The money gap: a crucial hurdle of desirability

A crash course on desirability, including a tool to track it

In this issue

  • A scale to track early-stage desirability

  • The money gap, the biggest early-stage hurdle

Another week, another video

Also this week’s edition is available as a video.

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Is my idea any good?

We are now in the last part of the series where we unpack this model. This diagram is helping us to understand whether we have a good idea.

Last week we touched upon viability, showing that viability is vague and profitability is a good starting point for a lot of ideas. If you missed that, you can go back and watch that video or read it in the post on substack. Desirability is the last to unpack.

It's the main reason startups fail

The key question of desirability: Do people want it? Of all 3, this one is the most easily understood by people but often the most poorly recognized and tracked. How do we know? Look at this study that analyzed the failure of 101 startups:

People didn't want it. If you want to sell something, you better have something that people want. It sounds so easy, how can it go wrong? Well, it's hard to 'measure'. In the previous edition of this research, ‘No Market Need’ even was #1. I think lack of cash is fed by having a product the market doesn’t desire. No desirable product = no revenue. There is an interplay between the two.

The Desirability Scale

How to make sure you are on the right track of having something people want, or in other words, how to track desirability? For starters, it doesn't help seeing it as a boolean with 'yes it is desirable' vs 'no it is not desirable' as answers. That is not helpful.

You should see it as a scale. A scale where you ask yourself how much evidence have I seen that people are likely to want this solution? The above scale is optimized for B2C, but also contains some B2B elements.

What does your customer do - what to measure/look out for

The scale explained, they = customer:

  • They talk about a problem - problem talks

  • They care about the problem - follow-up talks

  • They care about solving it - commitments for personal details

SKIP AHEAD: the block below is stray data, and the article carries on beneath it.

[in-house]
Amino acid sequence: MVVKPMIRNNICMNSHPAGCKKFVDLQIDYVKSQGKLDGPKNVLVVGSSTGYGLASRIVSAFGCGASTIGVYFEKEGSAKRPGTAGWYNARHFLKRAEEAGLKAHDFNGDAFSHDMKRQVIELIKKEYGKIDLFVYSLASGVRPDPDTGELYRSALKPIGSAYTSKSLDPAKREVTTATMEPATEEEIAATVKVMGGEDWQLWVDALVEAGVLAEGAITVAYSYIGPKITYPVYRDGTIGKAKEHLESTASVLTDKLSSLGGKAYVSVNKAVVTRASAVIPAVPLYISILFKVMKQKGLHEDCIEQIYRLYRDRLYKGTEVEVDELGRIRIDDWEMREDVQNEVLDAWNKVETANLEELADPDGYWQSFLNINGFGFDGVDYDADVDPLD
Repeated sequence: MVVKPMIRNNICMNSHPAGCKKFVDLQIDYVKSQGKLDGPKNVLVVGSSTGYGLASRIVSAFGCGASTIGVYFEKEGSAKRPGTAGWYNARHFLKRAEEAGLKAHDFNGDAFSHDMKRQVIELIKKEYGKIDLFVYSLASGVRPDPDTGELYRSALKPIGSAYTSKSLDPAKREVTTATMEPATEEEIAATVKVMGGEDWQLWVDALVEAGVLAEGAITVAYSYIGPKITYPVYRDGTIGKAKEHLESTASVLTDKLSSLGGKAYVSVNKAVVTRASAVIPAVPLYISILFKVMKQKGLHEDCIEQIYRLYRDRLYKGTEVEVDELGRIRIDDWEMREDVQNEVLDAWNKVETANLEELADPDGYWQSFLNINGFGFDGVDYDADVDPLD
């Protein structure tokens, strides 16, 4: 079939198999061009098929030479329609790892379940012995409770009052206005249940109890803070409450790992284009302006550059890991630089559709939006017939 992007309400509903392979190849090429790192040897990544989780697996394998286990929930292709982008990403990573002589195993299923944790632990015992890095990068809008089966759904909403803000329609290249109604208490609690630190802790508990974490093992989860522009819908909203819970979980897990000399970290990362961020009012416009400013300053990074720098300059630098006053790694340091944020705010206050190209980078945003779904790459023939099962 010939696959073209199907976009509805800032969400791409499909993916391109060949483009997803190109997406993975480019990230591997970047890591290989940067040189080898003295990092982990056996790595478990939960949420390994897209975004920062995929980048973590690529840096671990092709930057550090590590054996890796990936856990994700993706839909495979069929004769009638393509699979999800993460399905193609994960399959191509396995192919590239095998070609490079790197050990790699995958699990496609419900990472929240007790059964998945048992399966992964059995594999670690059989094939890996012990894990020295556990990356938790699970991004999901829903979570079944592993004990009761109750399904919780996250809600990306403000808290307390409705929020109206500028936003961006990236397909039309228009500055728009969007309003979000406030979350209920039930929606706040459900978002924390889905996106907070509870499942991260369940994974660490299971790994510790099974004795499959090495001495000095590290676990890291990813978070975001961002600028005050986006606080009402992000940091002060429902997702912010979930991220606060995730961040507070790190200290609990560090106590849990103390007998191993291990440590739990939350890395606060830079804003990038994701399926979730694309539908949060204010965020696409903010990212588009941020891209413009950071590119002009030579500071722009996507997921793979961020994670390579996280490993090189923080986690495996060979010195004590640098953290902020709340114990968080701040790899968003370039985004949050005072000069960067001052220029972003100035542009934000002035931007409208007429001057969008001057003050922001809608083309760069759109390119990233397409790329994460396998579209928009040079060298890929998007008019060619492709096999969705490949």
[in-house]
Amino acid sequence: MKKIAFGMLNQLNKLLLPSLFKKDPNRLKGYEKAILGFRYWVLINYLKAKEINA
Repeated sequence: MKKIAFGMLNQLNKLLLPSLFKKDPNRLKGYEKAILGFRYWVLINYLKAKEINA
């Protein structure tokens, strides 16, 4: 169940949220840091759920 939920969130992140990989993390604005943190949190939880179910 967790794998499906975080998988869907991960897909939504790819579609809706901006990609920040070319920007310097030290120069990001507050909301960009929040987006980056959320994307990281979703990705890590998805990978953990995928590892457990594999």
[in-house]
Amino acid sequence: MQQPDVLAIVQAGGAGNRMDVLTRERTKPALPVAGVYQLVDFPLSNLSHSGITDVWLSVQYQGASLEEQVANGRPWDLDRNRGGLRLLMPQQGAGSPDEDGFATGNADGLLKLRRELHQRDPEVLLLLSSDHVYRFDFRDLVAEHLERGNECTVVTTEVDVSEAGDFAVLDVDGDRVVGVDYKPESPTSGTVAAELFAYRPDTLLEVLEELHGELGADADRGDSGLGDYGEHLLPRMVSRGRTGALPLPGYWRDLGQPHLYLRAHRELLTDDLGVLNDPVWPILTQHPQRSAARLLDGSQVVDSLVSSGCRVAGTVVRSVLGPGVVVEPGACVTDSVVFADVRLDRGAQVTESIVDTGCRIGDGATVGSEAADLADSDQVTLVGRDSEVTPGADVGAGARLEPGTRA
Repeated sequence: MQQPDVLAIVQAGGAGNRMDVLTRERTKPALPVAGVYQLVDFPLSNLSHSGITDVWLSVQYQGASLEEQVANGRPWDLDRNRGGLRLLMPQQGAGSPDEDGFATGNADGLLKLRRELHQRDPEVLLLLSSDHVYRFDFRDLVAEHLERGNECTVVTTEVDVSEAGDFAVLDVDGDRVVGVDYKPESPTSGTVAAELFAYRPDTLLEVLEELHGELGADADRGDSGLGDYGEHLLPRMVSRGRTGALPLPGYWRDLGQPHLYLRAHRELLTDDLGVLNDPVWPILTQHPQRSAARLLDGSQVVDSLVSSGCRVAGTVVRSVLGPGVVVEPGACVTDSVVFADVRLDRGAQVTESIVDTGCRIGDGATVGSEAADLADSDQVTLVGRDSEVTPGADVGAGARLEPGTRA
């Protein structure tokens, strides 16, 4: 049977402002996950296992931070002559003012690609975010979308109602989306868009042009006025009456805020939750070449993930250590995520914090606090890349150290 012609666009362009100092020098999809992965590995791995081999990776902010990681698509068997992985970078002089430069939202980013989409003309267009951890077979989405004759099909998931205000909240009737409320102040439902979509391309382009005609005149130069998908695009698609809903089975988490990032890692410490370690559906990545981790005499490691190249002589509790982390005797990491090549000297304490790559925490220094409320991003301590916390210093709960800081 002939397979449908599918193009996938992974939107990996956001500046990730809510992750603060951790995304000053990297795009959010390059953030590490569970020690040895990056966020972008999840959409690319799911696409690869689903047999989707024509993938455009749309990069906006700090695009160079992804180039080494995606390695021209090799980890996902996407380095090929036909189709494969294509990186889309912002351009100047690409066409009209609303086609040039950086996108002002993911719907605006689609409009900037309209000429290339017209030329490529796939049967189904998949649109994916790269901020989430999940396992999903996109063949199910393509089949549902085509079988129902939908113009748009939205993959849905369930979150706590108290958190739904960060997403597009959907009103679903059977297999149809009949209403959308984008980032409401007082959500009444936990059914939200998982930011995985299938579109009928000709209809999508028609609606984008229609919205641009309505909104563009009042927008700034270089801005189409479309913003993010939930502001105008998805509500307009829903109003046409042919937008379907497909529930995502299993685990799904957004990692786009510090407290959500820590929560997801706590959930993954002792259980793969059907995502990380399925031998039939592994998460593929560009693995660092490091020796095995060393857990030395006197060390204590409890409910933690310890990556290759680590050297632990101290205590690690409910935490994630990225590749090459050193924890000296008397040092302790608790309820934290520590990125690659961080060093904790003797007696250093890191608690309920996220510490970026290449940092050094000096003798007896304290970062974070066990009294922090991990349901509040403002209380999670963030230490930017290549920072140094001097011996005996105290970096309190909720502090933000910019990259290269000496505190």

• They know someone who cares about solving it - referral to others

  • They crave your solution - e-mail signups / waitlist

  • They pay for your solution - pre-orders / actual sales

  • They love your solution - good reviews

  • They come back for more - recurring sales

For quick explanations for each of them, check out this video.

The money gap

So I've just created 9 different signals. But what often can be useful, is to look for the commonality in the elements. While making this, I actually saw three types of commitment people give. This idea is not new, you can read more about it in the Mom-test, my unconscious must have worked here. It is what people 'spend', or currencies. There are three types: time, personal and monetary.

Time commitment

We see a block of time commitment. The red signals are all about people willing to spend time with you. They are spending their time on you. That’s a good signal. Be wary of clingy people, they want to keep on talking to you forever.

Personal commitment

Then, we see a block of personal commitment. Are they willing to share something personal such as their phone number or email? Do they trust you with information? In the Mom-test, Rob Fitzpatrick also talked about reputation risk. If someone is willing to link you to someone else, "You should talk to this person", that also is a good signal.

Monetary commitment

Then the green ones. This is the monetary commitment block. These are only possible if you spend money. You can argue that the review signal is a time investment, but you need a monetary commitment to be able to give a review.

The money gap

So with these three blocks in place you can see a big gap. I call that the Money Gap. What I see a lot with very early-stage start-ups is that they are doing all the validation they can but never make a sale. One of the big hurdles is to get to your first paying customers.

You should figure out why the customer is or is not progressing. "Could you tell me, what is the reason are you not willing to pay €100 for my solution?" or "Can you help me, what is the reason I can't call you again?" - The latter falls in the category "things you don't want to say to your ex".

You don't need to cross off all the items. You can jump ahead. So if you can land beta sign-ups immediately, that could work. But you can miss out on crucial information of why they are signing up, that is something you could have found in the problem talks. So, each thing has its place. Read more about the power of talking here.

Done with the basic

My reflection on this mini-series:

This week’s video took quite some effort, partly due to the effects. But also because the novelty of such a series wore off. The content is quite basic. I don’t dislike it, but I started this 3-part series with more joy than I ended it with. It felt more like creating lectures, one reason I started this newsletter is to share stuff I’m extremely eager to share but can’t easily share during class.

One reason I quit stand-up comedy is that it became a chore rather than something I enjoyed. I was experiencing similar feelings when it comes to this edition. This is not a bad thing, this entire newsletter fuzzy front-end is a design process of me figuring out what I can produce. Key for me is that I enjoy what I produce. So I need to change course.

Therefore, in the coming weeks, I will focus on less basic stuff. More titulating stories, more abstract scientific insights to stretch up our brains. Are you ready for it?

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